Defining Trace Evidence
“Trace Evidence” is a term that is commonly used by detectives and forensic scientists but may not be widely understood by others. The term gained prevalence in a series of three papers written by Edmond Locard in 1930 and published in the American Journal of Police Science. The papers define what has become known as the Locard Theory of Exchange. Basically, the theory holds that whenever two things come into contact with one another they will likely leave “traces” of their presence with each other. Imagine a man walking across a muddy field. He leaves behind shoe print impressions and in return the muddy soil will cling to his shoes. That scenario creates an “exchange” between the scene and the suspect. obviously, the more activity and participants in a given crime scene, the greater the potential for such exchange.
I’m not wedded to any particular definition but I think many criminalists would agree that when they think of “trace evidence” they imagine small items normally examined with a microscope. Others might also include impression evidence from shoes and tires but, as an author, you needn’t concern yourself with parsing it all out. I have previously described how criminalists “touch” evidence to minimize any exchange and/or destruction of this valuable evidence. But, detectives rely on this exchange to prove connections between the suspect, victim, and crime scene. As authors you can use various types of trace evidence to drive an investigation and challenge your characters. Trace evidence can be divided into several categories. Here are a few (of many) examples:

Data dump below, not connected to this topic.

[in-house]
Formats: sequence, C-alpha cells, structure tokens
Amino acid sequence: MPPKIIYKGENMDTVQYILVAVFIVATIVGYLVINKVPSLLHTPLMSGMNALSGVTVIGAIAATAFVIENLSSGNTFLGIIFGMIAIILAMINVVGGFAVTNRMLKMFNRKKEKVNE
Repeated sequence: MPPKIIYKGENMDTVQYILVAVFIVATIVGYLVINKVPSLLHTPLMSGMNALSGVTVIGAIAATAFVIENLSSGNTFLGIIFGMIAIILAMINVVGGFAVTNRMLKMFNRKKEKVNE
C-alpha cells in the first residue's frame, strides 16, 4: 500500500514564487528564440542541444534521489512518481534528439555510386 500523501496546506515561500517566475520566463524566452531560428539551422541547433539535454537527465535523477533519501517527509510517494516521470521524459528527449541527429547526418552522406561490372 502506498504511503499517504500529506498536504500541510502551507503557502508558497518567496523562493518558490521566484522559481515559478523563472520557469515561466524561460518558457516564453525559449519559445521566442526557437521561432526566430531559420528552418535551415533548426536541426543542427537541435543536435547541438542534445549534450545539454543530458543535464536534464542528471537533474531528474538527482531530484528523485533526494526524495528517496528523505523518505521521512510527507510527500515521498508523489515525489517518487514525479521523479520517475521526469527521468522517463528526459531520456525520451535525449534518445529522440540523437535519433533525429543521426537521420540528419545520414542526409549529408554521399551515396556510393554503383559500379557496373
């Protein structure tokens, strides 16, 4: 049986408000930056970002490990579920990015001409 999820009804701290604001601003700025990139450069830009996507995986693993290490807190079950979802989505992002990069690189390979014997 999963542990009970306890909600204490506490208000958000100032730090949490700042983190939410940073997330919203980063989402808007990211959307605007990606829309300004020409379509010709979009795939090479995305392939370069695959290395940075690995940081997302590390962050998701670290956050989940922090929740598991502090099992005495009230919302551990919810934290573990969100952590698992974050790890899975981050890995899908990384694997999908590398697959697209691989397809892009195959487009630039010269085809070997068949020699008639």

- DNA (blood, semen, saliva)
- Hairs (human, pet, livestock)
- Stomach contents (vomit)
- Synthetic fibers (clothing, carpet)
- Paint chips
- Safe insulation
- Glass fragments
- Botanical (pollen, seeds, plant fragments)
- Geological (soil, sand)
I will soon post some articles describing how and where CSIs search for this trace evidence so keep checking back!
Posted on January 29, 2012, in The Crime Laboratory, The Crime Scene and tagged bullet, Crime Scene, detective, DNA, Edmond Locard, fiction, finger print, forensics, GSR, Hair, murder, police, thriller, tom adair, trace evidence. Bookmark the permalink. 2 Comments.